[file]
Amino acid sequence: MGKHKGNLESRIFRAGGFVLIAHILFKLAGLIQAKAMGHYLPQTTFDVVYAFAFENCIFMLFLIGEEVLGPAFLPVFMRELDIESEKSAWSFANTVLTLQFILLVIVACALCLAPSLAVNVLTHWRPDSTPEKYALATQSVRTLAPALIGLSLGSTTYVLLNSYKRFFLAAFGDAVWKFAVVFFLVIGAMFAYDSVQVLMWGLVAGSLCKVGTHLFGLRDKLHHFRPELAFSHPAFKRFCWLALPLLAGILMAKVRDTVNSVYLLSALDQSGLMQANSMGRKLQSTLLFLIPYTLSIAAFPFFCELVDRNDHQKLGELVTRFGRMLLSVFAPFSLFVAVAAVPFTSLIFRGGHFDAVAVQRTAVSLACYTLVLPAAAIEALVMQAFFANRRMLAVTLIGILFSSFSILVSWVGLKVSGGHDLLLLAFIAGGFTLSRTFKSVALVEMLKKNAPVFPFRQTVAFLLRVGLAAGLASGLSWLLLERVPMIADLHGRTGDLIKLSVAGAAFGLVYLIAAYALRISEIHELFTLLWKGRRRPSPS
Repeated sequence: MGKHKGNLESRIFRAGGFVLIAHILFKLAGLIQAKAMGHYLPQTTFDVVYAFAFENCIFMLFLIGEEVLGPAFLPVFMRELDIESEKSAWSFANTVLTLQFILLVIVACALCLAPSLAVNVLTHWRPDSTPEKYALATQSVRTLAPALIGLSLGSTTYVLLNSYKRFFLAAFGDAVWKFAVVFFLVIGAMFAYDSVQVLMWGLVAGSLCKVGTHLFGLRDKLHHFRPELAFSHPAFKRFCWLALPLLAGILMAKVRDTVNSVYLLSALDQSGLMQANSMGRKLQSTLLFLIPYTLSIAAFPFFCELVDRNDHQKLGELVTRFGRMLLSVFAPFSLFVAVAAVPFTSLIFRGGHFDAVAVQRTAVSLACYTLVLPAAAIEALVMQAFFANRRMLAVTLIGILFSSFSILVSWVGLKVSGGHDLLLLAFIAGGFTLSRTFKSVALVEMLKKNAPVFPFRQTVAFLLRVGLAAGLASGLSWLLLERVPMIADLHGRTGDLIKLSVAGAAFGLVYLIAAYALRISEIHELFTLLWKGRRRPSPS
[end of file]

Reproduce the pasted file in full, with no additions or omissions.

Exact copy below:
Amino acid sequence: MGKHKGNLESRIFRAGGFVLIAHILFKLAGLIQAKAMGHYLPQTTFDVVYAFAFENCIFMLFLIGEEVLGPAFLPVFMRELDIESEKSAWSFANTVLTLQFILLVIVACALCLAPSLAVNVLTHWRPDSTPEKYALATQSVRTLAPALIGLSLGSTTYVLLNSYKRFFLAAFGDAVWKFAVVFFLVIGAMFAYDSVQVLMWGLVAGSLCKVGTHLFGLRDKLHHFRPELAFSHPAFKRFCWLALPLLAGILMAKVRDTVNSVYLLSALDQSGLMQANSMGRKLQSTLLFLIPYTLSIAAFPFFCELVDRNDHQKLGELVTRFGRMLLSVFAPFSLFVAVAAVPFTSLIFRGGHFDAVAVQRTAVSLACYTLVLPAAAIEALVMQAFFANRRMLAVTLIGILFSSFSILVSWVGLKVSGGHDLLLLAFIAGGFTLSRTFKSVALVEMLKKNAPVFPFRQTVAFLLRVGLAAGLASGLSWLLLERVPMIADLHGRTGDLIKLSVAGAAFGLVYLIAAYALRISEIHELFTLLWKGRRRPSPS
Repeated sequence: MGKHKGNLESRIFRAGGFVLIAHILFKLAGLIQAKAMGHYLPQTTFDVVYAFAFENCIFMLFLIGEEVLGPAFLPVFMRELDIESEKSAWSFANTVLTLQFILLVIVACALCLAPSLAVNVLTHWRPDSTPEKYALATQSVRTLAPALIGLSLGSTTYVLLNSYKRFFLAAFGDAVWKFAVVFFLVIGAMFAYDSVQVLMWGLVAGSLCKVGTHLFGLRDKLHHFRPELAFSHPAFKRFCWLALPLLAGILMAKVRDTVNSVYLLSALDQSGLMQANSMGRKLQSTLLFLIPYTLSIAAFPFFCELVDRNDHQKLGELVTRFGRMLLSVFAPFSLFVAVAAVPFTSLIFRGGHFDAVAVQRTAVSLACYTLVLPAAAIEALVMQAFFANRRMLAVTLIGILFSSFSILVSWVGLKVSGGHDLLLLAFIAGGFTLSRTFKSVALVEMLKKNAPVFPFRQTVAFLLRVGLAAGLASGLSWLLLERVPMIADLHGRTGDLIKLSVAGAAFGLVYLIAAYALRISEIHELFTLLWKGRRRPSPS